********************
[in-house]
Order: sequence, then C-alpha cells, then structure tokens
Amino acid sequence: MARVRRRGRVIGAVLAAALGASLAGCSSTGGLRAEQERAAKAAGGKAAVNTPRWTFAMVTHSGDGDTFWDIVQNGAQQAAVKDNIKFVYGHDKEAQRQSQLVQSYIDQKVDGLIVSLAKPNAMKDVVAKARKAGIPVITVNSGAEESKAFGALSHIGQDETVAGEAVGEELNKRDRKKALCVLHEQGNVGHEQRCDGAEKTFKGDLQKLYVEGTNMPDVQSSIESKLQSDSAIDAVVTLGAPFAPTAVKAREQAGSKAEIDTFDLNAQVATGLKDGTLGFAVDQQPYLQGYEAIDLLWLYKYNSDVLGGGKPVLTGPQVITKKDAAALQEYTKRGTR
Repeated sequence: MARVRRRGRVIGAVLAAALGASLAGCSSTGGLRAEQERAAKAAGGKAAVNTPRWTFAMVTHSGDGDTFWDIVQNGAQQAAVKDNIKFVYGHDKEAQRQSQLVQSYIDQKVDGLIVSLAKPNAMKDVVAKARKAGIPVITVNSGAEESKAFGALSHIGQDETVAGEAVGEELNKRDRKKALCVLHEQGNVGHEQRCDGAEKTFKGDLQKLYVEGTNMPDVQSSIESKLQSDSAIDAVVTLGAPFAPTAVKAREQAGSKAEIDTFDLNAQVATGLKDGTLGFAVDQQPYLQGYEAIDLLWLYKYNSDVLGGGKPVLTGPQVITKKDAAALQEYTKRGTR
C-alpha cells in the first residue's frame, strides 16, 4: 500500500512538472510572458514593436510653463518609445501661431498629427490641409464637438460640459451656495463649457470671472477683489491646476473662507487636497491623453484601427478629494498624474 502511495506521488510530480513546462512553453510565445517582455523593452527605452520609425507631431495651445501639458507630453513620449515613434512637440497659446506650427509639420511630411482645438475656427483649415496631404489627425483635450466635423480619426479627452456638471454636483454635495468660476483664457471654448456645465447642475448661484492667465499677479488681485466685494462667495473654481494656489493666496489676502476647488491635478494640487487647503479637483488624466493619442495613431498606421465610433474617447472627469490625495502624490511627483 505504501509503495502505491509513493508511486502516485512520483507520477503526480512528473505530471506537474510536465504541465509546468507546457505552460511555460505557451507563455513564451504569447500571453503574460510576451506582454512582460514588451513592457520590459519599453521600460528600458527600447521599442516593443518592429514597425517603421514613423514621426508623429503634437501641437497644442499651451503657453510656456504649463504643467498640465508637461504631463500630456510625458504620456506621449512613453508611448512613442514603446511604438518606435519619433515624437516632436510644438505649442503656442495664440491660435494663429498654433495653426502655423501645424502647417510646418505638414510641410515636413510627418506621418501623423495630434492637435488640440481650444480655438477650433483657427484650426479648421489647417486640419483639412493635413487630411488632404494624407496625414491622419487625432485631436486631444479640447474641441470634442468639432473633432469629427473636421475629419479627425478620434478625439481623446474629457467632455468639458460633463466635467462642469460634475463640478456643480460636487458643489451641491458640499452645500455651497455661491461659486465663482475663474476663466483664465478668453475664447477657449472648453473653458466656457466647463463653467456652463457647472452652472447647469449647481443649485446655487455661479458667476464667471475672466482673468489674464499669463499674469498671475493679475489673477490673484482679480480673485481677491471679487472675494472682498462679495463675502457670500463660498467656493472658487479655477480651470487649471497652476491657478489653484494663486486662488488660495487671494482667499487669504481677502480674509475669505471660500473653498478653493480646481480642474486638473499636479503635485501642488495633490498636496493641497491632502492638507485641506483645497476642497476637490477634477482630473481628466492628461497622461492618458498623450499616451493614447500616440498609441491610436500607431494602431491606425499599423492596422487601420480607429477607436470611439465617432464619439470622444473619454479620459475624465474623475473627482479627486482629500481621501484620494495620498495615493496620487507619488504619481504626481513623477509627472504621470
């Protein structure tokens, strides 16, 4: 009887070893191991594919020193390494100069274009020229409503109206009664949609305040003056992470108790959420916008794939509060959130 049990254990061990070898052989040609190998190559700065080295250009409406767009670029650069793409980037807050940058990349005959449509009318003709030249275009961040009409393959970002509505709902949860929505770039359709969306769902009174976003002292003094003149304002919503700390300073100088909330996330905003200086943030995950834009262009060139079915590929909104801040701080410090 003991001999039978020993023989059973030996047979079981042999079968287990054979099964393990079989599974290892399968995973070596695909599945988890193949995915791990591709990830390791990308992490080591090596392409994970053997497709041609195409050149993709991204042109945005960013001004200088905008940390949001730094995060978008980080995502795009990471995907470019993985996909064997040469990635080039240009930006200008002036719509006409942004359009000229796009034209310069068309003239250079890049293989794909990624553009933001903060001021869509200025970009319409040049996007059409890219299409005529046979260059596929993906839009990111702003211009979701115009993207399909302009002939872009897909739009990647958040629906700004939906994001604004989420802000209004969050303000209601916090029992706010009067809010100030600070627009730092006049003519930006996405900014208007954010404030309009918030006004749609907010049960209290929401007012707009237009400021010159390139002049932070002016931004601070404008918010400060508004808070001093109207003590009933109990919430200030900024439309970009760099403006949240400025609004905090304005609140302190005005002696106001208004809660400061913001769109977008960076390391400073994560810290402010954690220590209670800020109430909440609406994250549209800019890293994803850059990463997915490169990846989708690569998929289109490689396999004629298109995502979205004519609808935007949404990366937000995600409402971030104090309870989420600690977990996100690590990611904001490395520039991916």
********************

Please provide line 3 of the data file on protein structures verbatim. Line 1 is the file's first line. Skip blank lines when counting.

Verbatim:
Amino acid sequence: MARVRRRGRVIGAVLAAALGASLAGCSSTGGLRAEQERAAKAAGGKAAVNTPRWTFAMVTHSGDGDTFWDIVQNGAQQAAVKDNIKFVYGHDKEAQRQSQLVQSYIDQKVDGLIVSLAKPNAMKDVVAKARKAGIPVITVNSGAEESKAFGALSHIGQDETVAGEAVGEELNKRDRKKALCVLHEQGNVGHEQRCDGAEKTFKGDLQKLYVEGTNMPDVQSSIESKLQSDSAIDAVVTLGAPFAPTAVKAREQAGSKAEIDTFDLNAQVATGLKDGTLGFAVDQQPYLQGYEAIDLLWLYKYNSDVLGGGKPVLTGPQVITKKDAAALQEYTKRGTR